The Doctor's Rebuttal
Letter To The Editor
January 25, 2023 | View PDF
I am a physician who has worked in this region since 1986. I look at the local newspapers, browse the headlines, but admit that I do not read the details of most articles. After I read a prominently featured submission, entitled “Middle-class politeness” in the Sidney Herald newspaper (dated 1/22/23), however, I felt compelled to respond.
It irritated me that Jim Elliott (from the far western part of Montana), the author of that article, took former Speaker of the House Newt Gingrich’s words from 1978 completely out of context. The author repeatedly said that Republicans “demonize the opposition” and have waged war on middle class politeness. Elliott’s criticism of Gingrich, and presumably the 50% of Americans who vote for conservatives in elections, is yet another example of the divisiveness in the media and the political class. I presume the goal of this is to maintain power. These policies and practices are certainly not in the best interests of America.
I do not believe this piece represents the views of eastern Montana or western North Dakota. Conservatives are not “evil,” as the article implies, but labelling them as such is evil indeed. There is obviously plenty of nastiness on both sides of the political aisle. It should be noted, however, that 83% of people from Richland County voted Republican in the 2020 presidential election. Maybe our local newspaper should stick to matters of local interest.
Compromise in politics seems to be a thing of the past, but there have been a few situations when the opposing parties debated and resolved issues. For example, Newt Gingrich and Bill Clinton disagreed on many things – but to their credit they joined hands in the “Personal Responsibility and Work Act” of 1996. Democrats and Republicans seem to only cooperate during national crises. I believe the time is now for our political leaders to have civil debate and come up with meaningful solutions for our country’s many current problems.
Democrat party attacks on Republicans have been rampant. I offer a few examples: Liberals shamelessly attacked conservative-leaning Supreme Court justices during the confirmation hearings for Clarence Thomas, Brett Kavanaugh, and Amy Coney Barrett. The confirmation process for newly appointed Justice Ketanji Brown Jackson, in comparison, was quite civil. And when Hillary Rodham Clinton was running for the presidency, she referred to Republicans as a “basket of deplorables.” And don’t forget when Joe Biden famously said to a reporter: “If you have a problem figuring out whether you’re for me or Trump, then you ain’t black.” Comments like these try to exploit identity politics to win votes, and they tear America apart. This politicking ignores the fact that our country is evenly divided between conservatives and liberals, and these contrasting viewpoints often correlates with whether people live in rural versus urban areas.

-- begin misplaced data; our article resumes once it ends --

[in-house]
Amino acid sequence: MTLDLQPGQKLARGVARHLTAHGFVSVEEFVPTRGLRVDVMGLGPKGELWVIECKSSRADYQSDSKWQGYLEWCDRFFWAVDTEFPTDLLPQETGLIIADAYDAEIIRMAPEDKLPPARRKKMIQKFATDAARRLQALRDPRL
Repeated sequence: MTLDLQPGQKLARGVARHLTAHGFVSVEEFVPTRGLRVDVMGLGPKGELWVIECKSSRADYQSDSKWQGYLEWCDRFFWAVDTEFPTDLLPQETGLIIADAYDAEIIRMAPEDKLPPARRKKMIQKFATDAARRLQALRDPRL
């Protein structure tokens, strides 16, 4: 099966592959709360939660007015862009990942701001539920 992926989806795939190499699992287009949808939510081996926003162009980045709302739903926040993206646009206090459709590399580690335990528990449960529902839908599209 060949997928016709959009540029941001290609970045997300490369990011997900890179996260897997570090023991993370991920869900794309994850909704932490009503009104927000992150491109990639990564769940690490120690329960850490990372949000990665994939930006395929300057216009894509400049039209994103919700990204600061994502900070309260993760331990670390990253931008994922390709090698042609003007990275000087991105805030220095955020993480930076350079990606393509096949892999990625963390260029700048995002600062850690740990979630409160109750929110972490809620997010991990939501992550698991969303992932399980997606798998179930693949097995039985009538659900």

I was born and raised in the Minneapolis area, which has been a site of great political turmoil in recent years. I supported the DFL political party in my youth. I thought Senators Humphrey and Mondale were great people, although I didn’t agree with their “tax and spend” agendas. I am from a lower middle-class background. Dad had to work 4 jobs to keep food on the table. I was brought up to believe that commitment to old-fashioned values (God, Family, Country, and Hard Work) were the best way to overcome personal and universal challenges. I was liberal with conservative leanings at that time. I now regard myself as a “compassionate conservative,” and I try to adhere to that credo.
I do not think progressive liberals should use scare tactics. For example, the “Earth Day” predictions of 1970 said that civilization would end in 15-30 years, 100-200 million people per year would die of starvation, and that there would be a new ice age by the year 2000. That obviously did not happen. I also remember that Al Gore made predictions in 2006 that the polar ice cap would be completely gone by 2013, and that he believed “humanity may have only 10 years left to save the planet from turning into a total frying pan.” His movie, An Inconvenient Truth, won him an Oscar and a Nobel Prize for saying that. His grandiose and erroneous comments have made Al Gore millions of dollars.
In a related way, the tendency for liberals to label America as a racist country has entirely backfired. About one-third of Americans thought racism was a problem in our country before Barack Obama became president. Eight years later polls said that two-thirds said it was a problem. The “Woke Movement,” as it is called, claims to “be awake” to everything that is terrible in the world. People who are “woke” not only say that America is racist – they also criticize the economic, scientific, biological, societal, and the Judeo-Christian fabric of our society.
Many discoveries were made, and movements occurred, before true critical thinking was abandoned. The Civil Rights and Women’s Rights movements of the 1960s were obviously good things. Saying everyone is racist and sexist is simply not true. Cynicism permeates every aspect of our lives. Everything we used to value (God, Science, and the American way of life) is evil and should be rejected. I invite people to read Cynical Theories, copyright 2020, written by Helen Pluck and James Lindsay, for a thorough discussion of these issues.
Where will all this negativism lead us? Pray and work for an end to the division in our society. This has been a great country. I believe it still is. I hope it will remain so for the sake of my grandchildren.
Jerry “Doc” Kessler